3. VC is a risky career path. It’s a lot of fun for a couple years.  But after two years, even if you were an operator before, your skills become stale and you are realistically not going to be as good at your former craft as you were before joining venture.  Your hire-ability is still pretty high at that point, but in years 4-6, you start running out of options.  It’s also on those years that you face the pressure of establishing yourself as a partner in the firm and hope to get meaningful economics in the fund.  As as I’ve blogged about before, the deck is kind of stacked against you.  Here’s why: a typical VC will do about 2 investments per year.  A principal or junior partner might be on a slightly slower pace.  So in years 4-6, you are realistically responsible for ~3 investments.  This is also the time when your partners (or other firms) are making the decision to make you a meaningful partner in the fund. So, in a way, your prospects as an investor are largely linked to these 3 investments.  Those odds aren’t great, in a world where most startup companies fail and only about 20%-10% drive a meaningful return to the fund. Do you really want to be evaluated on those 3 shots on goal, when a) it may be way too early to tell if any of them are winners but losers are usually identified more quickly, b) broad market fluctuations have a huge impact on the success of these companies, and c) most VC’s will agree that there is a huge amount of luck involved in this business?  Tough odds.

4. VC is about being an investor.  I find that I tend to have these conversations more often with former operators or folks with a professional service background. VC seems attractive because you get to work with entrepreneurs, see companies across a broad set of sub-sectors, and can help multiple companies facing a variety of important decisions.  All of this is true.  But what’s underlying all of this is that as a VC, you are an investor of other people’s money.  Your fiduciary responsibility is to generate a great return for your limited partners. I find that there is a different way that investors tend to think about things.  It’s hard for me to put my finger on it exactly, and it’s not true for everyone in the VC business.  But I often tell people to think of that friend of theirs who somehow, always find a way to win when he goes to Vegas or plays poker.  There’s something about that person’s psyche that is well tuned to evaluating risk, managing emotions, and generating a return on capital. And I think you need a bit of whatever that special mojo is to be a good investor.  Now, many of the best VC’s out there have been terrific entrepreneurs and many work very hard with entrepreneurs to help their businesses succeed.  But those folks are also great investors, and sometimes, your responsibility as an investor will come into conflict with your desire to be supportive to entrepreneurs.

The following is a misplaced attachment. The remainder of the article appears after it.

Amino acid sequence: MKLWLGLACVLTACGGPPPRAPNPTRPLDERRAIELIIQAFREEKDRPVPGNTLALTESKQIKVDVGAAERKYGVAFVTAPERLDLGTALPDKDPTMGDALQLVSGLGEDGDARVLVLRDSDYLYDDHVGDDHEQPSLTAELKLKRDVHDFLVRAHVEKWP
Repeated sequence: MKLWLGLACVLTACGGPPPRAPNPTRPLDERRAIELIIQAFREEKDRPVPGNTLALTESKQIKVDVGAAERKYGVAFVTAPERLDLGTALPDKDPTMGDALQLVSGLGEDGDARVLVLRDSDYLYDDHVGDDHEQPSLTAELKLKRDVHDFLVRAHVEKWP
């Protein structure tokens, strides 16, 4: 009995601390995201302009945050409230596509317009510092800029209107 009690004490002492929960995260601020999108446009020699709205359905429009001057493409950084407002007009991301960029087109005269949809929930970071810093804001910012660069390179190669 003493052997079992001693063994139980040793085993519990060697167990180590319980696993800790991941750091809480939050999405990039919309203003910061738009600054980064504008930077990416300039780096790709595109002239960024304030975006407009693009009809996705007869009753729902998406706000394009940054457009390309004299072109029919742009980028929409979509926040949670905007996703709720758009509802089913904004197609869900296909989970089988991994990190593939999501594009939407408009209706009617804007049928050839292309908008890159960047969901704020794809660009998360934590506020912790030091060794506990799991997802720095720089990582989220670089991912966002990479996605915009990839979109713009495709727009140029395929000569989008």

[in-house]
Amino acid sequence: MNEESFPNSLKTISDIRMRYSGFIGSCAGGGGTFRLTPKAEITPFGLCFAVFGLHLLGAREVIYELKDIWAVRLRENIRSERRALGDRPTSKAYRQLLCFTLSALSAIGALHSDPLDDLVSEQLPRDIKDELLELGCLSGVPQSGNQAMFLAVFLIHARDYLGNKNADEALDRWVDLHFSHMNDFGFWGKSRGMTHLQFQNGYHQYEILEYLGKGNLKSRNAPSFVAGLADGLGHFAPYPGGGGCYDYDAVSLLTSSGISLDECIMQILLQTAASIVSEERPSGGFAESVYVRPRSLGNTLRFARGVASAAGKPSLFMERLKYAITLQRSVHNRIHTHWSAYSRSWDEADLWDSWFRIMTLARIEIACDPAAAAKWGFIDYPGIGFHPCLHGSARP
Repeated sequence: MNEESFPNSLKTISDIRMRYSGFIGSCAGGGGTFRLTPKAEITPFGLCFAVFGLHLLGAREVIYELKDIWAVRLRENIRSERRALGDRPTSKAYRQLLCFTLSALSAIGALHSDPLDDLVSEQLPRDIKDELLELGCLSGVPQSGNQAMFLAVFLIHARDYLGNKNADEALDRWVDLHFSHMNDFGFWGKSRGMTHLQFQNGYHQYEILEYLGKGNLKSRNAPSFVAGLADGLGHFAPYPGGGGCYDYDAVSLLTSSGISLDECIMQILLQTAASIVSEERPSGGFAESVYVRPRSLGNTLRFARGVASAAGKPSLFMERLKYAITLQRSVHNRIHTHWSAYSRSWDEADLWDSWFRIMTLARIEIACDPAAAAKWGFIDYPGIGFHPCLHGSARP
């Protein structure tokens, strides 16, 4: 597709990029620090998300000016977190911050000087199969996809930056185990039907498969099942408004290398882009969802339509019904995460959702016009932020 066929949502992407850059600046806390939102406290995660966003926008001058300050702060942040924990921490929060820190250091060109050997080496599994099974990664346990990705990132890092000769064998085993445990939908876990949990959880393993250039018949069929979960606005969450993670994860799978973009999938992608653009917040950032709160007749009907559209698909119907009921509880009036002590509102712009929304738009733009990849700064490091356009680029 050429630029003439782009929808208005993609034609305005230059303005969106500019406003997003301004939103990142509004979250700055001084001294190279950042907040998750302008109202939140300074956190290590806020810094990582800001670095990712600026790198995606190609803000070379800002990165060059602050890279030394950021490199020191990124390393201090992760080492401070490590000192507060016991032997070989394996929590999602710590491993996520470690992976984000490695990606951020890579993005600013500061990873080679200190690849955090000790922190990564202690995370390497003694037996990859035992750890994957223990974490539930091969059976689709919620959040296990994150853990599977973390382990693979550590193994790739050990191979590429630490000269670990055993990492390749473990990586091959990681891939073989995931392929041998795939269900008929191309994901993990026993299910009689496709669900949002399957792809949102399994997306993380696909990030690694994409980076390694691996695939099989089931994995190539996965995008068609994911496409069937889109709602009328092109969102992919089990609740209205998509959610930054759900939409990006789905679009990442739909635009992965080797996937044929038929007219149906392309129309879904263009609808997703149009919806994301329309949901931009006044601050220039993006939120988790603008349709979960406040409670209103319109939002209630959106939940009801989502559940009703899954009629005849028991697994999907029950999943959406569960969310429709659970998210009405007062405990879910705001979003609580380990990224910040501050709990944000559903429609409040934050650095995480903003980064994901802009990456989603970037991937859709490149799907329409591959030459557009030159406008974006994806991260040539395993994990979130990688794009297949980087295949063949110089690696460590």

If this post feels like a debbie downer, it is kind of meant to be.  This is one side of the story, which I think is quite real but non-intuitive.  There are many reasons why I love what I do, and I feel very lucky to be able to do it.  It’s been even better since starting NextView, because some of the drawbacks I mentioned above are addressed by being a founder of one’s own firm.  VC isn’t really a career path as it is a lifestyle.  It’s pretty all engrossing, so if you are going to jump in, make sure it’s right.  It can be a great path, but it isn’t for everyone.

  • CuriousJane

    I am an investor who wants to switch industries, in a way. I’ve been a real estate investor for many years and now have $1M in net worth. I would like to explore the path of being a VC (or Angel) to medical device start up companies (I have 20 years of experience in the med device industry as an engineer/manager). What advice would you give me? I loved the article. I’m based in Silicon Valley.